On April 25, 2012, the Equal Employment Opportunity Commission (“EEOC”) issued guidance (“Guidance”) about employers’ use of background checks and, in particular, under which circumstances an employer may use conviction records to disqualify applicants and/or employees from employment.  The EEOC took the general position that if an employer’s use of conviction records results in a disparate impact on a particular minority, then the employer’s policy violates Title VII.  The EEOC stated, however, that an employer’s use of conviction records to make employment decisions does not violate Title VII if: (1) the employer validates the correlation between the conviction and the requirements of the position, or (2) the employer performs an individual assessment of the conviction and its relationship to the job at issue.  For the individualized assessment, the EEOC’s Guidance provides that an employer should inform the individual that he/she may be excluded from employment because of the conviction and allow for the individual to explain why the employer should disregard the conviction for the employment decision.  The EEOC’s Guidance also identifies the following information that may be evaluated during the individualized assessment: how long ago the conviction occurred, the number of convictions, whether the individual has held a job since the conviction without incident, the individual’s age at the time of the conviction, rehabilitation efforts, references, and whether the individual is bonded. 

Now, just over a year later, the EEOC has filed two lawsuits demonstrating its intent to challenge employers’ use of conviction records.  See EEOC v. BMW Manufacturing Co., LLC (S.D.S.C. 2013) and EEOC v. Dolgencorp LLC d/b/a Dollar General (E.D. Ill. 2013).  In both cases, the EEOC has alleged that the employers’ use of conviction records for employment decisions violated Title VII because it disparately impacted a particular minority.  According to the EEOC’s complaint against BMW, BMW had contracted with a third-party to provide certain logistical services at a BMW manufacturing facility.   After a number of years, BMW entered into a contract with a new third party to provide the same logistical services and offered for all of the employees who had already been working at the facility to apply to continue working there.  However, these individuals needed to first pass a background check.  As a result, 88 employees were not re-hired because of convictions.  Eighty percent of those disqualified were black, including at least a couple of individuals who had already worked for multiple years at the same manufacturing facility.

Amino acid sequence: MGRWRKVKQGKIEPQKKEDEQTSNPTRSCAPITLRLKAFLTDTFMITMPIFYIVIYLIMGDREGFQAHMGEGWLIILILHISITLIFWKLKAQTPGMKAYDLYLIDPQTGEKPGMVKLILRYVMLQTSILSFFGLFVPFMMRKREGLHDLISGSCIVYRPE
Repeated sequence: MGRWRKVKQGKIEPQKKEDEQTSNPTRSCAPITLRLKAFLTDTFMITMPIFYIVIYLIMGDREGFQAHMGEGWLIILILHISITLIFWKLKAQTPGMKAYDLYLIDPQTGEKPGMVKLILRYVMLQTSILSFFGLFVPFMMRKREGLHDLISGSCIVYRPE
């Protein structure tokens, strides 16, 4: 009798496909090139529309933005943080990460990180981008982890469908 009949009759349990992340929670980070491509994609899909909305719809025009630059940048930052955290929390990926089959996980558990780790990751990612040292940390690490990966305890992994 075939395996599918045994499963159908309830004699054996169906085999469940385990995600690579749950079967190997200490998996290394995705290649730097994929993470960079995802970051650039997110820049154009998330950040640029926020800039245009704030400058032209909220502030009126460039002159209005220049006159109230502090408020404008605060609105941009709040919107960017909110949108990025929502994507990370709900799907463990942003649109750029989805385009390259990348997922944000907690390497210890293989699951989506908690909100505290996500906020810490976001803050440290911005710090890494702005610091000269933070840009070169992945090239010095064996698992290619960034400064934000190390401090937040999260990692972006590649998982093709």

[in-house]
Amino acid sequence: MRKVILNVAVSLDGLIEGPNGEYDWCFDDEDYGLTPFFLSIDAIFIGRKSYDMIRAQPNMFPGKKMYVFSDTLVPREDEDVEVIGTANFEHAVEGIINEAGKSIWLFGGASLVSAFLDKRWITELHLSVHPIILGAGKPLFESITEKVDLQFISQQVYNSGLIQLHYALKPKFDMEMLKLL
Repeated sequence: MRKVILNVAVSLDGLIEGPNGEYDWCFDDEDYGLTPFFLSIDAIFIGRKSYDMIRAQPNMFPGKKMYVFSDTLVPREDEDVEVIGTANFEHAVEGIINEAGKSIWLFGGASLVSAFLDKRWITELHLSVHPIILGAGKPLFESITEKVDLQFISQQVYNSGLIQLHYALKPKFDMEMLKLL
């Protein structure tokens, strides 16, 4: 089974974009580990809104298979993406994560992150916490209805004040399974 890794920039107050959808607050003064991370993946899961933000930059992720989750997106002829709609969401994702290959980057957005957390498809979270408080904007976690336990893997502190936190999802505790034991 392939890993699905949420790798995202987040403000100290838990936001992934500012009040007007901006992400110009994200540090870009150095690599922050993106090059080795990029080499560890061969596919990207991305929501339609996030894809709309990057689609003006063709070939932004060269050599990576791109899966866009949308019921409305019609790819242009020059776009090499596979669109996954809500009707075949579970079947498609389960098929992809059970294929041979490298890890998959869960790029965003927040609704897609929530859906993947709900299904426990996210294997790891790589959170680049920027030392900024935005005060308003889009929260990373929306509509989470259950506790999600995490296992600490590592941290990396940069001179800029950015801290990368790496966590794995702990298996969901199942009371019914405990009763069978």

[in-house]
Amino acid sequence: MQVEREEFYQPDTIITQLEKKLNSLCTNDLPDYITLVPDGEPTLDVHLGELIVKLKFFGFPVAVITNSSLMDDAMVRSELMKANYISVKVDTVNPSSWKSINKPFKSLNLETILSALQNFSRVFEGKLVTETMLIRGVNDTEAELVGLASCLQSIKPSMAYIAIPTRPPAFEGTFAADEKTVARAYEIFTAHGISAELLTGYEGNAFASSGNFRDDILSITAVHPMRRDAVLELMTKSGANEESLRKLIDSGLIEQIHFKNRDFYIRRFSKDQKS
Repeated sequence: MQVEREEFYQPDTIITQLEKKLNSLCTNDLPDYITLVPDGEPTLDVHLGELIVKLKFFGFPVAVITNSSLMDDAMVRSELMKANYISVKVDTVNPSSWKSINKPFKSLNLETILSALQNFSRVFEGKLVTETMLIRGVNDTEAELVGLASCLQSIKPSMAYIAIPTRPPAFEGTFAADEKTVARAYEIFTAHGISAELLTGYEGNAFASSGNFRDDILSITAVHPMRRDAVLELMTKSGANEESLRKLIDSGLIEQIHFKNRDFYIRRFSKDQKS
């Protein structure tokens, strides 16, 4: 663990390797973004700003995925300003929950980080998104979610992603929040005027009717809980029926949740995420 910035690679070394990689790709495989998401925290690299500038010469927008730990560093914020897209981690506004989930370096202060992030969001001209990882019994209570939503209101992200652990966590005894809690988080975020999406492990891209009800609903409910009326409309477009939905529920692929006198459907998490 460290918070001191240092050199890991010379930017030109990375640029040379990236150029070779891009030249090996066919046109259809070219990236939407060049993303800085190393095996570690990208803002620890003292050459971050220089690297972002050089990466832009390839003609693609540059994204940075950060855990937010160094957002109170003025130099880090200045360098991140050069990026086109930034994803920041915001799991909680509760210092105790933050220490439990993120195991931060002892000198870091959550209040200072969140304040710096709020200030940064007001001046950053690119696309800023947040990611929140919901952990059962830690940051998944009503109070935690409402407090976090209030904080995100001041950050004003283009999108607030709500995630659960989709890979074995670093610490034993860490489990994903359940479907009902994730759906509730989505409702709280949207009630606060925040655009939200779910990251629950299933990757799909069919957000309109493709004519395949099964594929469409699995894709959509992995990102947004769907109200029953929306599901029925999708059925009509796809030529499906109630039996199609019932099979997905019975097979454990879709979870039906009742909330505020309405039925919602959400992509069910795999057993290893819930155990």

These lawsuits raise a number of issues, and front and center is whether the EEOC’s disparate impact theory will emerge as a viable theory under Title VII.   If it does, employers will face these complaints all over the country because of the potentially high-value damage awards.  For example, the complaint against BMW is a class action of 69 individuals, all claiming an entitlement to back pay and front pay.  The complaint also suggests that the employment decisions were made in 2008, nearly five years ago.  Assuming that the EEOC is able to prevail and prove that each individual is entitled to damages, the potential damage award is $17,250,000 ($50,000 times 5 years times 69 individuals).  There are a number of uncertainties with this number, but it clearly shows the potential for significant damages because these complaints will frequently involve class actions.  It also is no secret that attorneys migrate towards cases involving high damages and this could emerge as one of those areas in the employment law setting.  

In short, employers may clearly use conviction records during the hiring process, and the EEOC’s 2012 Guidance does not provide otherwise.  However, to steer clear of one of these lawsuits, employers should use conviction records in a defendable manner.  For some employers, this will be easy because a statute or regulation prohibits them from hiring individuals with convictions. Other employers, however, must be able to articulate why that particular conviction should play a role in the selection process.  For some convictions, there will be a clear justification.  For example, a company should not hire an accountant who has a been convicted of fraud.  There are many, many situations like this.  However, the use of convictions in other settings will be more difficult to justify.  For example, terminating an employee for a conviction that occurred many years ago when the employee has performed adequately for years may be problematic.  

Therefore, employers who want to use conviction records as part of their hiring process may do so, but they need to proceed carefully.  If not, they run the risk of being subjected to a Title VII claim in this new and emerging area.